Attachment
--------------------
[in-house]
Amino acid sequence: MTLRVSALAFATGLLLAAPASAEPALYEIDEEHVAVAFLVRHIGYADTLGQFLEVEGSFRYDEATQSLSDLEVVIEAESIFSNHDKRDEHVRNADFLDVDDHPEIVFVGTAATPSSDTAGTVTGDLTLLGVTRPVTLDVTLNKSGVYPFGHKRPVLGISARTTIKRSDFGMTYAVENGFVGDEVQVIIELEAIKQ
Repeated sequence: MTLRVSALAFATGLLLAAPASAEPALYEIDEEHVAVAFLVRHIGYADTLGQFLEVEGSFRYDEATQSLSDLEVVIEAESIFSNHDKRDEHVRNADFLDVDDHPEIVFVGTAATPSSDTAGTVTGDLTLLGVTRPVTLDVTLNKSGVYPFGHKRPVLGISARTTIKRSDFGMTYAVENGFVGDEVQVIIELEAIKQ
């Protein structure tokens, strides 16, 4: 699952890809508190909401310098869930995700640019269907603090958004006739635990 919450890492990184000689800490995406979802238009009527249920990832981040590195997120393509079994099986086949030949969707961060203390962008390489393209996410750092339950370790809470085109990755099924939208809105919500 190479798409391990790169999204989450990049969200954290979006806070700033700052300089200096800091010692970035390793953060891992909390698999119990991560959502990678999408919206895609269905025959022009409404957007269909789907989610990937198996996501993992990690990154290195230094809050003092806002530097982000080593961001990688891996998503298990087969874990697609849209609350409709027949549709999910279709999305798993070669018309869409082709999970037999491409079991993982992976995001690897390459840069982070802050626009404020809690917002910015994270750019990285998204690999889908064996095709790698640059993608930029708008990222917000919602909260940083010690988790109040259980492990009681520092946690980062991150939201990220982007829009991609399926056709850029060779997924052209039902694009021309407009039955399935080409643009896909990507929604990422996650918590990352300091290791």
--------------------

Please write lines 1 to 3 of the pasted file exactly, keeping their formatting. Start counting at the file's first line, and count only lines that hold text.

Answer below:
[in-house]
Amino acid sequence: MTLRVSALAFATGLLLAAPASAEPALYEIDEEHVAVAFLVRHIGYADTLGQFLEVEGSFRYDEATQSLSDLEVVIEAESIFSNHDKRDEHVRNADFLDVDDHPEIVFVGTAATPSSDTAGTVTGDLTLLGVTRPVTLDVTLNKSGVYPFGHKRPVLGISARTTIKRSDFGMTYAVENGFVGDEVQVIIELEAIKQ
Repeated sequence: MTLRVSALAFATGLLLAAPASAEPALYEIDEEHVAVAFLVRHIGYADTLGQFLEVEGSFRYDEATQSLSDLEVVIEAESIFSNHDKRDEHVRNADFLDVDDHPEIVFVGTAATPSSDTAGTVTGDLTLLGVTRPVTLDVTLNKSGVYPFGHKRPVLGISARTTIKRSDFGMTYAVENGFVGDEVQVIIELEAIKQ